We’re only halfway through 2023, but already enough great albums have come out to fill a full year’s top 10. Interestingly, many of those works were created by some of our most seasoned artists, including Paul Simon, John Cale and Taj Mahal, who are all 81. The collections they created, along with the others below, not only offer remarkable music, they prove conclusively that creativity hardly wanes with age.
Belle and Sebastian: Late Developers
Those who wonder where all the great pop melodies have gone should spend time with Late Developers (January), the latest by the Scottish indie pop band Belle and Sebastian. In track after track, they blend the R&B flair of ’60s Northern Soul with the fleet sound of Brill Building pop. Better, their lyrics have the detail, character and plot you’d find in a Ray Davies song for The Kinks. It’s the kind of classic pop that never gets old.
Everything but the Girl: Fuse
It’s been 24 years since the married duo who comprise Everything but the Girl, Tracey Thorn and Ben Watt, reunited for an album under the group’s name: Fuse (January). Elements of their comeback pick up right where they left off. Again, the album focuses on electronic instruments and honors the wan brand of club music the pair patented in the ’90s. At the same time, their synths have taken on new tones and Thorn’s voice has wondrously aged. It’s deeper in pitch and chestier in texture, lending her even greater character. The lyrics also reflect their stage of life — they’re both 60 — by expressing a carpe diem urgency. Like all their best recordings, EBTG’s latest has both an intellectual perspective and a sensual sweep.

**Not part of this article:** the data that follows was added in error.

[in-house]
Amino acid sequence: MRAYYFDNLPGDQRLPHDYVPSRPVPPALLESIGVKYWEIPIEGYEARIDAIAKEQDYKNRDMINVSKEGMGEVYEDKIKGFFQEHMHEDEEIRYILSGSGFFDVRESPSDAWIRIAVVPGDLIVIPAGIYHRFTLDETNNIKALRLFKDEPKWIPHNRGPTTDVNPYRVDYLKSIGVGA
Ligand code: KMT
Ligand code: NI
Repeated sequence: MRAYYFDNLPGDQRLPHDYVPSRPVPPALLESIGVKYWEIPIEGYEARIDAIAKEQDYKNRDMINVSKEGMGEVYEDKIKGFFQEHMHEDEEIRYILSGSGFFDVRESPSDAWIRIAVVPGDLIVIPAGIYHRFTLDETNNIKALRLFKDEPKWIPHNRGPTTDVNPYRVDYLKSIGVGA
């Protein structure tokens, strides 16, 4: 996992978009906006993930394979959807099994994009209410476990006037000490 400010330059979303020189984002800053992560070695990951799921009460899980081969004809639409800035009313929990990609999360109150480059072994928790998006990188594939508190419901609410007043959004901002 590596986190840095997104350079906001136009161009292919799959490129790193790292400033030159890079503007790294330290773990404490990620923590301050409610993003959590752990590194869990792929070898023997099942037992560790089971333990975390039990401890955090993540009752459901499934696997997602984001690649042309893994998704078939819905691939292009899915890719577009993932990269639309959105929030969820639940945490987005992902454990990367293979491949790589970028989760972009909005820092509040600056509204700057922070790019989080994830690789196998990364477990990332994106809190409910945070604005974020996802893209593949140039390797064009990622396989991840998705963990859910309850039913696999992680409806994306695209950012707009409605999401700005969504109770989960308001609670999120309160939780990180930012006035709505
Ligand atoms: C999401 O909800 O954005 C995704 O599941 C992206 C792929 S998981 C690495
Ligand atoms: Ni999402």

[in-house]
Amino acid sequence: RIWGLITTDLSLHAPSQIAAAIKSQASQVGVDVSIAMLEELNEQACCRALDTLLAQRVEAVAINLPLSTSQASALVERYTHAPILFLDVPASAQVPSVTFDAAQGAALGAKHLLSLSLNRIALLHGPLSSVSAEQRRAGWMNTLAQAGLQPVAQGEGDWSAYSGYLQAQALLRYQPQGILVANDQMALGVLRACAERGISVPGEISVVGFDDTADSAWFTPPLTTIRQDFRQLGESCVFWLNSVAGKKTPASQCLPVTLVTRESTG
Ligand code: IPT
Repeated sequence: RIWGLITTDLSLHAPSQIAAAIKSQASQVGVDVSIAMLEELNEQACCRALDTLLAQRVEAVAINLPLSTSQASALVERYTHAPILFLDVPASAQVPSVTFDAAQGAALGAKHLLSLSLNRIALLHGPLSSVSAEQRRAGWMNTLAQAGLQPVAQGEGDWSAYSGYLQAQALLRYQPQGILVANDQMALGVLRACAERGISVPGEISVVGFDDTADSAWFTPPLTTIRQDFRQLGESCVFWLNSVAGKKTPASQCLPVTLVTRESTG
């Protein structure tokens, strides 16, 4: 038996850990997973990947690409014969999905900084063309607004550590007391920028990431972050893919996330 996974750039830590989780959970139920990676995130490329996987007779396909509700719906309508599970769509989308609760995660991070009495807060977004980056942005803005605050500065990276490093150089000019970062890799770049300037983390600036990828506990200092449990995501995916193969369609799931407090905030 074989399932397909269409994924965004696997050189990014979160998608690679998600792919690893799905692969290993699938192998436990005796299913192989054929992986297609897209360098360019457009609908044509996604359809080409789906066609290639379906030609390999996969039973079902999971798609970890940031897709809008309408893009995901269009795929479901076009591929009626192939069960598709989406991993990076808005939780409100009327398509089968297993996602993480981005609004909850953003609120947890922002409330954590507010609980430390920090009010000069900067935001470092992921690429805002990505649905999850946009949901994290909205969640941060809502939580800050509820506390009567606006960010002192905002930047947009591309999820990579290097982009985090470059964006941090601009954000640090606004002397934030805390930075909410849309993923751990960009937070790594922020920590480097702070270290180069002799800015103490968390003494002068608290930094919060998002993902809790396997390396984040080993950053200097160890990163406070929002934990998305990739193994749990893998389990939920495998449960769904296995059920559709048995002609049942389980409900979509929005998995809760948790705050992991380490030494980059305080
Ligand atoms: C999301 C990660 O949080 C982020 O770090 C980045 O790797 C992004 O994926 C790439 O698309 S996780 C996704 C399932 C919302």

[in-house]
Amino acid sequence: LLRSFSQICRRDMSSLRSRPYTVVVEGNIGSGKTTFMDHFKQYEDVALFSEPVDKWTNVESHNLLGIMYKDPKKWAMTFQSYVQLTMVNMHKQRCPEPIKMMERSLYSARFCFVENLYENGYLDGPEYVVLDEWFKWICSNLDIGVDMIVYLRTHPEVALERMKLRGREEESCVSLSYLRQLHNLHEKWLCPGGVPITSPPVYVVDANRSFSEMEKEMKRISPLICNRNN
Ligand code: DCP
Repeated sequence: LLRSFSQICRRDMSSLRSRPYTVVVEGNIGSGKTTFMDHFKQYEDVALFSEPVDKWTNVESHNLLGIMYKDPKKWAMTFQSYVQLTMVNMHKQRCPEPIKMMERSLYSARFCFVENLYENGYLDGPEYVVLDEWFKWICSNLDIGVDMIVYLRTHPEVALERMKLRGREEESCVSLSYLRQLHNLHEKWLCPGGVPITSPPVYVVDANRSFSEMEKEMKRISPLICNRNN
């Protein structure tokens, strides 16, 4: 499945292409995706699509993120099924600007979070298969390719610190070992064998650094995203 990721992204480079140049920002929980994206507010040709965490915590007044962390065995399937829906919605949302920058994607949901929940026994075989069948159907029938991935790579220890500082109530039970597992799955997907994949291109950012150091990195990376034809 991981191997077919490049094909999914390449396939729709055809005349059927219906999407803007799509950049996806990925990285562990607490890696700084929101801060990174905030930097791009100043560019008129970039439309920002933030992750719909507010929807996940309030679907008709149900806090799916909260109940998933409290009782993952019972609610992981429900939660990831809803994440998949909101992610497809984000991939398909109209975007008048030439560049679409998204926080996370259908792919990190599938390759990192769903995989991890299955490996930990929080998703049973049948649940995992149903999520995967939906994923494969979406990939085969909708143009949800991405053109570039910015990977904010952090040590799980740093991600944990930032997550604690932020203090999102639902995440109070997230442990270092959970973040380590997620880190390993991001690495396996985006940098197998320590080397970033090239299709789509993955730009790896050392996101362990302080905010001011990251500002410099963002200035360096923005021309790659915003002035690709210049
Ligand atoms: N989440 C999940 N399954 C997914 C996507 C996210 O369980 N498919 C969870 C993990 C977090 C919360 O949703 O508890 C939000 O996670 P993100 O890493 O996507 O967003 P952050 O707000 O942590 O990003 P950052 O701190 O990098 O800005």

John Cale: Mercy
Most long-running artists start to recycle their sound at a certain point. Not Welsh musician and composer John Cale. In his 80s, he’s still finding new styles to conquer. Over the decades, the founding member of the Velvet Underground has created rock, pop, punk, classical and avant-garde solo albums. His latest, Mercy (January), dives into fresh electronic sounds to create a synth-drenched meditation on our current world. Inspired (or, rather, repelled) by multiple topics — including COVID and Brexit — it’s not always a pretty picture he paints, though he does take time out for some lighter songs covering his relationships with departed stars like David Bowie and Nico. Together, it creates a work with both political and personal resonance.